Sunday, February 26, 2017


Independent People
Halldor Laxness
Alfred A. Knopf
Translated from the Icelandic by J. A. Thompson

Ms. Hen decided to read this novel because she is going to Iceland, and she wanted to steep herself in its literature. She read that the author, Halldor Laxness, won the Nobel Prize for Literature for this novel and others, and is the only person from Iceland to ever win that prize. Iceland has more Nobel Prize winners for Literature than any other country per capita, which is one, since the population is so low.

When Ms. Hen bought this novel, she thought it would take a long time to read and it would be dense, but it was not! The book she bought is hardcover, and was cumbersome to carry around, but the story flowed and captured her interest right away. It is an epic of an Icelandic pioneer, Bjartur of Summerhouses, and life on his farm.

The land is cursed by Kolummkilli, a spirit whom if one doesn't give a stone to her tomb, it will bring the person bad luck. Bjartur’s bride wants to give the spirit a stone, but he doesn’t let her, because he doesn’t believe in superstitious nonsense. Thus begins his string of bad luck, but he does not see it that way.

Bjartur is stubborn in a way that no other person is stubborn. He is not upset when his wife dies, and his child might almost be dead, he is not upset when his children are hungry and malnourished which is caused by his stinginess, he only thinks of his land and his independence.

Ms. Hen was impressed by the enormous amounts of coffee that the characters drink throughout the novel. When they would have a party or a gathering, cup after cup of coffee would be consumed. Iceland has a huge coffee culture, and Ms. Hen admires this. She can’t wait to go to Iceland and drink lots of coffee.

In the beginning of this novel, Ms. Hen could not help but think that Bjartur is like Captain Ahab in MOBY DICK; Bjartur has a singular vision, an obsession about his sheep and his land, and does not care about anything else. Later on in the novel, she realized that his obsession is with independence, and not his land. He wants to be an independent person at all costs. He becomes successful during World War 1, when the other countries in Europe are too busy killing each other to produce wool.

The war is Bjartur’s blessing and downfall. He becomes rich, has a bountiful amount of sheep, and two cows, and he is prosperous. But like Captain Ahab, he becomes too obsessed, and it becomes his curse.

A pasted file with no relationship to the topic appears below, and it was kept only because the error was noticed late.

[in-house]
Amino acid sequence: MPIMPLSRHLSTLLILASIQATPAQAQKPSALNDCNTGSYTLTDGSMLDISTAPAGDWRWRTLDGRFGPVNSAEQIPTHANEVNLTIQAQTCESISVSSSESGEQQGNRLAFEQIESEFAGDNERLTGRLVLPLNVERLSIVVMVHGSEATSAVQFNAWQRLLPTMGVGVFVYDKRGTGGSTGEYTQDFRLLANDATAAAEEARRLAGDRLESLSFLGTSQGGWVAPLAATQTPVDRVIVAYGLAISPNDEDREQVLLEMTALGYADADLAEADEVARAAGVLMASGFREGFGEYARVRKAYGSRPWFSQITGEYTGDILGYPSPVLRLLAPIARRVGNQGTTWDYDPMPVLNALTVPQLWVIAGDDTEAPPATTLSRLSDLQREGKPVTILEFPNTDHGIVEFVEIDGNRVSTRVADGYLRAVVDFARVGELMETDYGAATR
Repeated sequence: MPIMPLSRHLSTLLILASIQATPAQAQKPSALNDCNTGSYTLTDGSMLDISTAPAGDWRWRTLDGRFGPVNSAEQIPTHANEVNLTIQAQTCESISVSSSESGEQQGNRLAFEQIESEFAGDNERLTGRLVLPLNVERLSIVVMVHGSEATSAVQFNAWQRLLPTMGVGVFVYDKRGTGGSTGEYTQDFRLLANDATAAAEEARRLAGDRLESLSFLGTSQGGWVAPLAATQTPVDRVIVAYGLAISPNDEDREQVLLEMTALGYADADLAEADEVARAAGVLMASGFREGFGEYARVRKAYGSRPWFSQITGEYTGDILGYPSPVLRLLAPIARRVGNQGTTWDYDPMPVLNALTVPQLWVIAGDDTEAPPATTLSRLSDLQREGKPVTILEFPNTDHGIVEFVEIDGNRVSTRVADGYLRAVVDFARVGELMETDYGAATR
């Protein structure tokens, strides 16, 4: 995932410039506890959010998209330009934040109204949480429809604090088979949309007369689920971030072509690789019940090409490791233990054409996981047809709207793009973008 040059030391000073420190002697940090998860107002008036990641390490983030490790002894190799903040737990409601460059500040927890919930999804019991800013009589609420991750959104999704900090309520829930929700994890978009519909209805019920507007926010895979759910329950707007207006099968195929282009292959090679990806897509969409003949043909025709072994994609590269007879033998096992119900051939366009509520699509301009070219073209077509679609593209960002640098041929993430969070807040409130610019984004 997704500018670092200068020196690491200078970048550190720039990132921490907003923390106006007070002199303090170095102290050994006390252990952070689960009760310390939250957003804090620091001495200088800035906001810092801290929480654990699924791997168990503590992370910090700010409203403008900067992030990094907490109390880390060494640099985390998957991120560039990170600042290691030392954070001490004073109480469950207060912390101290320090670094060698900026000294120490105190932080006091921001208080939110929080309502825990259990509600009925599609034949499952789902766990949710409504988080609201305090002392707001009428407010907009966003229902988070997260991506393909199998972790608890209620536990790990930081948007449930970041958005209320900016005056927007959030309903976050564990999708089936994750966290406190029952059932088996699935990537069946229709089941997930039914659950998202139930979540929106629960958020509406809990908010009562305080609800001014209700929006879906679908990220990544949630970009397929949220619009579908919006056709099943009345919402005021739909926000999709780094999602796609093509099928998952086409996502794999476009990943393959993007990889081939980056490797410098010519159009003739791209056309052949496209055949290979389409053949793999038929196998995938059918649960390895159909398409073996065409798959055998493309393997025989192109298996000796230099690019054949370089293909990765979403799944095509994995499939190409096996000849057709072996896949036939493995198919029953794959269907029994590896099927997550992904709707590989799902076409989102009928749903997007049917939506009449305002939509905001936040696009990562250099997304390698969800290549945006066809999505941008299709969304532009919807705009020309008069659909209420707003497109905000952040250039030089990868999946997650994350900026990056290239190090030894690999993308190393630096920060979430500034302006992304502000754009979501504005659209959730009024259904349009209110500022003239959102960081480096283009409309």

Since this is a rural novel, there are many mentions of chickens and hens throughout. Ms. Hen did not underline or bookmark any of the places where the hens appeared because she didn’t want to ruin the book. But Bjartur calls his daughter, Asta Solilja, “chicken,” as a term of affection. Asta Solilja is a wonderful character, the child that is brought back to life after her mother dies, and even though she disgraces Bjartur, he still loves her.

This novel opened Ms. Hen’s eyes to what the independent spirit of Iceland is about. Bjartur wants nothing more than to be able to stand own his own two feet and be able to make his own choices. Bjartur is a fascinating character, though he is stubborn, he knows what he wants. He wants freedom from the chains that have held his people down, and the ability to change his life, which is something everyone should admire, and if we have that ability, to strive towards it ourselves.

Sunday, February 19, 2017

Ms. Hen writes short stories

The book Ms. Hen is reading right now is lengthy, and she did not finish it in time to review it this week. She didn't feel like writing a film review or any other review, so she thought she would share some things she has had published lately. Ms. Hen doesn't just review things, she writes things, too.

"The Elephant Closest to the Moon," on THE NEW ENGAGEMENT

"Princess Stops the World," on WORDGATHERING


Ms. Hen says, "Have a nice weekend, and don't let the chickens get you down."

Saturday, February 11, 2017


The Handmaid’s Tale
Margaret Atwood
Houghton Mifflin

Ms. Hen has wanted to read this novel for a long time, and she finally got around to it. She thinks it is the perfect book to read for the political mood in the country. She understands that there is going to be a TV show, which she has not seen, but would like to. She understands how this novel would work as a TV show rather than a film, since there are many avenues that the story could go down.

Offred is a Handmaid in the Republic of Gilead, which used to be the United States and possibly Canada. She is a type of fertility slave, since the birthrates have become low for Caucasians, women were forced into this type of servitude in order for more babies to be born. She lives with a married couple and their servants. The women are not allowed to read or own property; women are considered to be inferior people, and are not given the same rights as men.